ME Awareness Day set to disrupt UK media companies on 12 May

  • Post last modified:April 3, 2024
  • Reading time:7 mins read

A campaign group will be targeting UK media outlets during global ME Awareness Day – calling out what it calls the corporate media’s systemic “mis-and-disinformation” relating to this chronic illness.

It comes amid growing concern that the same psychologisation certain medical professionals and the media have enacted towards myalgic encephalomyelitis (ME, also known as ME/CFS) patients is now also being used against people living with long Covid.

ME Awareness Day: what is this debilitating illness?

ME is a chronic illness that affects almost every system in people’s bodies – like the immune, nervous, digestive, and hormonal systems. Many of its symptoms majorly impact a patient’s day-to-day life – like cognitive impairment, profound and disabling fatigue, influenza-like symptoms, heart, lung, temperature, and blood pressure dysfunction, hypersensitivities, and digestive dysfunction.

However, the main symptom which sets ME aside from other illnesses is called post-exertional malaise (PEM), the NHS Scotland website says. Oddly, NHS England’s website makes no mention of this. PEM is a worsening of many, if not all, the body’s systems, as well as symptoms, after physical, mental, or emotional exertion.

Research has shown people with ME have a worse quality of life than many cancer patients, people living with type I diabetes, and stroke survivors.

Severe ME

In its worst form, people with severe or very severe ME often cannot eat or drink, are permanently bedbound or hospitalised, cannot sit or stand up, and are completely reliant on others for their care. However, crucially ME can kill people – and has.

In 2021, Maeve Boothby O’Neill died from very severe ME at the age of 27 after the NHS allegedly neglected her. Doctors denied her a feeding tube, and later denied total parenteral nutrition, which could have saved her life. An inquest into Maeve’s case is ongoing. Her father, journalist Sean O’Neill, wrote about his daughter’s story for the Times.

Much of the appalling treatment of people with ME is due to a cartel of medical professionals who have for decades claimed the illness is psychological.

Psychologising the physical

As the Canary’s Hannah Sharland recently wrote, there is:

a long global history of medical misogyny and trivialisation of the illness. Notably, one flawed 1970s study for instance, labelled a significant outbreak of the disease as hysteria.

This psychosomatic diagnosis, with sexist origins in tow, has persisted into the modern medical era. Of course, this also tracks, given that both historically and today, more women go on to develop the disease than men.

The medical establishment’s approach to ME/CFS is still mired in this same pernicious thinking. Largely, this pervasive psychologisation in recent years has come as a result of a persisting and highly controversial clinical study known as the PACE trial.

You can read more on the disease’s history here.

As Sharland also noted, medical professionals are also now using this ‘all in your head’ gaslighting against long Covid patients.

So, every year 12 May is global ME Awareness Day. This year, campaign group the Chronic Collaboration is set to up the ante when it comes to taking action.

Calling out the corporate media

The group’s founder Nicola Jeffery said in a statement about ME Awareness Day:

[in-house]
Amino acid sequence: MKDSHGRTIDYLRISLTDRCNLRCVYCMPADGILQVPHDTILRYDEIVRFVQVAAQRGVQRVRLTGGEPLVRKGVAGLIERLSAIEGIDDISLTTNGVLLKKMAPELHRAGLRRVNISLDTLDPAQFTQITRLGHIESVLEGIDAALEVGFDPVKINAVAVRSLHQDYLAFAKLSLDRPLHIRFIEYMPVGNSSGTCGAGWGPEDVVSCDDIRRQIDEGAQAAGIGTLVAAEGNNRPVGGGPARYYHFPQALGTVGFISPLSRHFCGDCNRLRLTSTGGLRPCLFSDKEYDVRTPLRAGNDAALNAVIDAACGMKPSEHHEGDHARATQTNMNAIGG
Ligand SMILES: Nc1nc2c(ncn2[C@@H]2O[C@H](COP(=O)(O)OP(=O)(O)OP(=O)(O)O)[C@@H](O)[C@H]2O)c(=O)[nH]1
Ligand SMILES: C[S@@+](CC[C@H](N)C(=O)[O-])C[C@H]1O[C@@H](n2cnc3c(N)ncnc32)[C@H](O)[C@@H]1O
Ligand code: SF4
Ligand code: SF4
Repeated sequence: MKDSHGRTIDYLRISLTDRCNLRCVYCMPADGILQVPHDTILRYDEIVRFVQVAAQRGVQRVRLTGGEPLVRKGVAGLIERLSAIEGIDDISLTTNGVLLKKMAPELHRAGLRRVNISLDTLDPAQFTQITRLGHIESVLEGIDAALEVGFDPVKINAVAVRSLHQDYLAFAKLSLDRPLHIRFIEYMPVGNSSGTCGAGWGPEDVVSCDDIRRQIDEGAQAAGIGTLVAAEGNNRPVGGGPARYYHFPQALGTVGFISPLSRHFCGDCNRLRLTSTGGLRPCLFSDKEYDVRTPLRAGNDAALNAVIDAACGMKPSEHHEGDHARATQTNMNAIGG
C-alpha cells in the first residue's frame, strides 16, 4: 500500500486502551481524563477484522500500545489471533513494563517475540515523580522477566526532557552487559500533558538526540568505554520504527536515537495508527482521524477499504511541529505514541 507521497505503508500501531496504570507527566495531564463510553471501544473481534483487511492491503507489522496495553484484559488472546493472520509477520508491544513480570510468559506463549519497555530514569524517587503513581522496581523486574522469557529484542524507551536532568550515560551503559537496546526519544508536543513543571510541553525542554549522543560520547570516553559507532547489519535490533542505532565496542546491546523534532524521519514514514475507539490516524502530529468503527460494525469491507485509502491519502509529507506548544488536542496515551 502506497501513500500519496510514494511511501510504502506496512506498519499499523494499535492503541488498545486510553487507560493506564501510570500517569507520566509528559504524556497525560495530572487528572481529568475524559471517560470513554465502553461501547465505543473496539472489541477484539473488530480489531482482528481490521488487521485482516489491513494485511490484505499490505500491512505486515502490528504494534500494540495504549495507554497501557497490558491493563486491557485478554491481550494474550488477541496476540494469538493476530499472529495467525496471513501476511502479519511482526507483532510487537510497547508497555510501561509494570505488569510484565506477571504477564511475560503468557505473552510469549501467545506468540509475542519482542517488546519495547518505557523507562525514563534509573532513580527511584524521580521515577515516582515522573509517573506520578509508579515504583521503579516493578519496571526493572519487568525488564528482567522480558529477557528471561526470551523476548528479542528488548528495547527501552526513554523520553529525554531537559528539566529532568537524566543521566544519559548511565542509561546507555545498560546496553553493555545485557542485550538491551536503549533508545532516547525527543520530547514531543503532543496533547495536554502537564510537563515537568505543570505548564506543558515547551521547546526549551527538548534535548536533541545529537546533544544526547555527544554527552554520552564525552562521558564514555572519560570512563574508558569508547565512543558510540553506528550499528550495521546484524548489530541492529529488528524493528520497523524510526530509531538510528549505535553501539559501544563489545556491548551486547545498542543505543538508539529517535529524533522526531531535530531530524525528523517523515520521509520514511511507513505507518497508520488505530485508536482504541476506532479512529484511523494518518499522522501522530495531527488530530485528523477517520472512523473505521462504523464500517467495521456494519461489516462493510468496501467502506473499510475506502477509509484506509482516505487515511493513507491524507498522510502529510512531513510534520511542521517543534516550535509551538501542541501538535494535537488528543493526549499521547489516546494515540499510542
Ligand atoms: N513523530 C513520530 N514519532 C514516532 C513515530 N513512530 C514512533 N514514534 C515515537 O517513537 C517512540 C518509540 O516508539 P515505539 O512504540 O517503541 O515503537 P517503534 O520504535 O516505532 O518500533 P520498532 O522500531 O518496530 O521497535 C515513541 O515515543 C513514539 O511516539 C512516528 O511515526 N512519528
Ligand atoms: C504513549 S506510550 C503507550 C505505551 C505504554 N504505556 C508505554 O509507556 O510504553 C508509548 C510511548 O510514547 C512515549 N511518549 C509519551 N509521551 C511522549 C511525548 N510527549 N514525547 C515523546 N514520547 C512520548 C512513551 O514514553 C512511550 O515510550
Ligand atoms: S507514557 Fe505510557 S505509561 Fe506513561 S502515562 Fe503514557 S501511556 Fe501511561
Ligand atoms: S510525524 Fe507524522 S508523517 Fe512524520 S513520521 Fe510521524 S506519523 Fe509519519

Patients have seen mainstream media repeatedly discredit and disregard any attempt to correct this – while at the same time continuing to platform medical professionals who are committed to the psychologisation of ME and Long Covid.

Enough is Enough.

The mainstream media has refused to report correctly on our chronic illness, so we have decided to do it for them.

On ME Awareness Day, the Chronic Collaboration will be reporting live from outside different media studios and offices at different times of the day – calling out their mis-and-disinformation and doing the corrections they should be doing for them.

The Chronic Collaboration has set itself quite a challenge for ME Awareness Day. It will struggle to find a corporate media outlet that hasn’t contributed to the psychologisation of this very real and very debilitating condition.

ME Awareness Day: not the usual awareness-raising

As the Canary has documented, outlets like the Guardian and the Daily Mail, and broadcasters like the BBC have repeatedly contributed to the distress and gaslighting of people living with ME, and the regression of research into the illness.

For example, BBC ‘entertainment’ show Dragon’s Den was recently embroiled in controversy. It promoted a snake oil treatment for ME called Acu Seeds.

Meanwhile, the Guardian has repeatedly published inflammatory articles pushing what is best described as junk science, without recourse.

Plus, the Daily Mail has defended members of the psych lobby – smearing chronically ill people in the process.

Until the idea that a physical illness can be ‘all in people’s heads’ is consigned to the dustbin of medical history, then we have to keep fighting back every time it rears its ugly head. Specifically, the Chronic Collaboration is correct to be targeting the corporate media within this. These outlets quite literally shape the views of much of the population.

So, as Jeffery summed up for this year’s ME Awareness Day:

Using the hashtags #ExposeMENow and #ExposeLongCovidNow we want our followers and supporters to let these media outlets know exactly what we think. Tag them in posts and tweets throughout the day, showing the reality of these chronic illnesses and correcting their lies. We want our voices to finally be heard.

This ME Awareness Day looks set to be a very disruptive one for the corporate media. What a shame that would be.

Featured image via the Canary

Source link